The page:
Water, salt, and nutrient exchanges in San Francisco Bay
Limnol. Oceanogr., 51(1_part_2), 2006, 504-517 | DOI: 10.4319/lo.2006.51.1_part_2.0504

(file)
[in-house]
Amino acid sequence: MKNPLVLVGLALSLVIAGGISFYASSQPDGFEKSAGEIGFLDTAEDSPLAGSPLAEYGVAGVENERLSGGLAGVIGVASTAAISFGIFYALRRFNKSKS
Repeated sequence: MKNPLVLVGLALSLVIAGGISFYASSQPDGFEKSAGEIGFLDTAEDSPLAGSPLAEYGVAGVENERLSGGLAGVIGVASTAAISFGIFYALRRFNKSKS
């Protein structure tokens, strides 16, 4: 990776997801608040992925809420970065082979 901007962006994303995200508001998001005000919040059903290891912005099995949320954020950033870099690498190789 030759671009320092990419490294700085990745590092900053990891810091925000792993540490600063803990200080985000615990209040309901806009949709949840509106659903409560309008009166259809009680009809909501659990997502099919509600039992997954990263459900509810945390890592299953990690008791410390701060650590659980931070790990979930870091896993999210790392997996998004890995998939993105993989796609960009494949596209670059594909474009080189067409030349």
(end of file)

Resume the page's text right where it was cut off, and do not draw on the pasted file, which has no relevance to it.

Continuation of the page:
ABSTRACT: We constructed water, salt, and nutrient budgets for San Francisco Bay and used them to analyze the net biogeochemical performance of the bay. The bay was subdivided into three sectors, North, Central, and South Bay, with the Central Bay serving as a proxy for the oceanic end member. Separate budgets were constructed for the wet (October-March) and dry (April-October) seasons of each year for 6 yr (1990-1995). This period of record contained 2 yr of above normal runoff (1993, 1995) and 4 yr of below average runoff. Effluent from sewage treatment plants accounts for approximately 50% of the nutrient loading to the bay in winter and 80% of the summer loading. Both arms of the bay were apparently net heterotrophic during the winter, with this signal being strongest during the wet winters of 1993 and 1995. We conclude that overall the bay is slightly net autotrophic (production of new organic matter in the bay by plant growth exceeds respiratory demands); however, this varies seasonally (strongest in summer) and is complicated by the possibility of significant abiotic P adsorption in the North Bay.